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I’m sure given my name, most literary minded folk can surmise my great love of the various Oz books by L. Frank Baum. I read every single one. I read them multiple times. I loved them and the glorious world that Baum created in Oz.

Since most people are at least somewhat familiar with The Wonderful Wizard of Oz because of the Judy Garland movie, I won’t really talk a whole lot about that series. Except I do want to promote the Oz: The Great and Powerful movie coming out next year and how I personally think that while they gave Ozma (me) zero love even though she (ME!) is the rightful heir and ruler of the greatest land, that Disney should still invite ME to whatever premiere festivities that they have. I mean, I DO have my own Ozma of Oz trading card (Hey, I’m worth 1.99 Euros! That’s a whopping 2.50!) and all that jazz.

I’m just saying. I’m special.

So if you have any way to actually make this happen? Get hopping. Or else I’m gonna go get those flying monkeys.

At any rate, I figure, where is the fun telling you about something you already know fairly well? So I’m going to tell you about this book that I checked out so many times from the local library that when they decided to sell it, the librarian actually called my house to let me know. Those robbers got so many late fees off of me because of this book.

Seems like a good one for “The first book I ever loved…” though I’m not sure if it’s truly the first or not.

The Ogre Downstairs

The Ogre Downstairs

Written by: Diana Wynne Jones
Pages: 234

Casper, Johnny, and Gwinny are sure they’ll never be happy again when their mother marries Jack, who is as mean as an ogre. To make matters worse, two obnoxious stepbrothers, Malcolm and Douglas, move in as well. No one—except the parents—seems happy. But when Jack gives a chemistry set to each group of kids, bigger problems take over. These are, it turns out, not your average chemicals. In one hilarious experiment after another, the kids discover they can fly, switch bodies with one another, and even disappear. If only they could figure out how to undo all of this.

Are one combustible stepfamily and two explosive chemistry sets a formula for disaster?

I cannot even begin to tell you how much I love Diana Wynne Jones and how sad I was when she passed away last year. Truly, one of the best children’s authors of all time crossed to the great writing desk in the sky and the literary world will never be the same again.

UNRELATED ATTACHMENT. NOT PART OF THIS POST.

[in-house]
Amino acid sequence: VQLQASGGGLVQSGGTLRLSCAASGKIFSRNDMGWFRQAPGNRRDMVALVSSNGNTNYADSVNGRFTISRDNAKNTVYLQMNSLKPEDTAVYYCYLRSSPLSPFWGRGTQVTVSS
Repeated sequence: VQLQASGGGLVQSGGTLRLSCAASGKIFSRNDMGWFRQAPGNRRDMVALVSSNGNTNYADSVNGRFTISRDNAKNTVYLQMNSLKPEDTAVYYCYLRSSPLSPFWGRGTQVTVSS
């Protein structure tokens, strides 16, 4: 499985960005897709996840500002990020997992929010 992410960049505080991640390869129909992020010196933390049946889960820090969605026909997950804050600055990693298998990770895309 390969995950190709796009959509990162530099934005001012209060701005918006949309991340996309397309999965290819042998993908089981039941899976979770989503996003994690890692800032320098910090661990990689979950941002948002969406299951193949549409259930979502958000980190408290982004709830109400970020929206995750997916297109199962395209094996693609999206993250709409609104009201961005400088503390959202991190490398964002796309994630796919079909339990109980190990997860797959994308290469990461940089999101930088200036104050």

For those of you less familiar with her works, that great Miyazaki movie from a while back, Howl’s Moving Castle? That was Jones’ book first. Harry Potter? Compared to Jones’ work, especially the Chrestomanci series.

So what’s so great about The Ogre Downstairs? It’s set in “modern-day” England. Modern being the mid-70’s when she wrote the book.  It centers around a blended family struggling to mesh together, proving a little more relatable than The Brady Bunch. And the basic plot? AMAZING.

It starts with Jack, AKA “The Ogre” by his step-kids, bringing home chemistry sets. He gave one set to his kids and the other set to his wife’s kids, hoping that the showing of equality might offer the kids some entertainment with less arguing than providing only one set.

The kids open the chemistry sets and everything appears normal, at first. Under the top tray of typical chemicals, the kids find things they’ve never heard of before in their lives. That’s where the fun began. Suddenly toffee bars come to life, they fly and escape the house to hit up the local dance club, and various other magical mischief.  It starts off as the step-siblings try to best each other or make life worse for each other, but soon they bond as they try to figure out what’s going on.

My dad worked as a nuclear chemist growing up and he gave me a chemistry set. I gave him this book and said, “Dad, I want an alchemy set. It’s way cooler.” He typically chuckled at me.

I credit my love of this book for why I got an A+ in my high school chemistry class. Obviously, it has NOTHING to do with my dad. Right? Ok. Maybe just a skootch.

The book is definitely geared towards teenagers, but I read this book a few years back for nostalgia. Totally held up in my eyes. I don’t care how many years young you are, read this book and enjoy it.

I love this book. So. Very. Much. There are very few books I’ve read as many times as this book. I might even ask to be buried with it.

–Lady O